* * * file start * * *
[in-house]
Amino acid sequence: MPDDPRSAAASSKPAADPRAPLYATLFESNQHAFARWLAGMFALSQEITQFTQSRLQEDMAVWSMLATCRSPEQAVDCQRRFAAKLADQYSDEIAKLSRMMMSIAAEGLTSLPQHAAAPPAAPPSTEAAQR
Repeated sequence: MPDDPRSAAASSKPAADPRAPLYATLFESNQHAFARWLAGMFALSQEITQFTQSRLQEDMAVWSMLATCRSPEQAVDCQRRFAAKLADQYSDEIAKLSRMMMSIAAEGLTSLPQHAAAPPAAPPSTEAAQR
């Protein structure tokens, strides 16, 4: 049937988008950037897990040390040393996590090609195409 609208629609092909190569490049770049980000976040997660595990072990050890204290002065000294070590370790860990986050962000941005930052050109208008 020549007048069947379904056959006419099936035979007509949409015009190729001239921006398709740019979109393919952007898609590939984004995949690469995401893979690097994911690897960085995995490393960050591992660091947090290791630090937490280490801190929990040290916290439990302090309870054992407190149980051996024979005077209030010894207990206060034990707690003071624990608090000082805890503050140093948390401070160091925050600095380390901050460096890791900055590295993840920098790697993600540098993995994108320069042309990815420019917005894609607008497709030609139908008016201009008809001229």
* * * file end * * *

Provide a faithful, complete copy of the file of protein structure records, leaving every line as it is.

[in-house]
Amino acid sequence: MPDDPRSAAASSKPAADPRAPLYATLFESNQHAFARWLAGMFALSQEITQFTQSRLQEDMAVWSMLATCRSPEQAVDCQRRFAAKLADQYSDEIAKLSRMMMSIAAEGLTSLPQHAAAPPAAPPSTEAAQR
Repeated sequence: MPDDPRSAAASSKPAADPRAPLYATLFESNQHAFARWLAGMFALSQEITQFTQSRLQEDMAVWSMLATCRSPEQAVDCQRRFAAKLADQYSDEIAKLSRMMMSIAAEGLTSLPQHAAAPPAAPPSTEAAQR
């Protein structure tokens, strides 16, 4: 049937988008950037897990040390040393996590090609195409 609208629609092909190569490049770049980000976040997660595990072990050890204290002065000294070590370790860990986050962000941005930052050109208008 020549007048069947379904056959006419099936035979007509949409015009190729001239921006398709740019979109393919952007898609590939984004995949690469995401893979690097994911690897960085995995490393960050591992660091947090290791630090937490280490801190929990040290916290439990302090309870054992407190149980051996024979005077209030010894207990206060034990707690003071624990608090000082805890503050140093948390401070160091925050600095380390901050460096890791900055590295993840920098790697993600540098993995994108320069042309990815420019917005894609607008497709030609139908008016201009008809001229």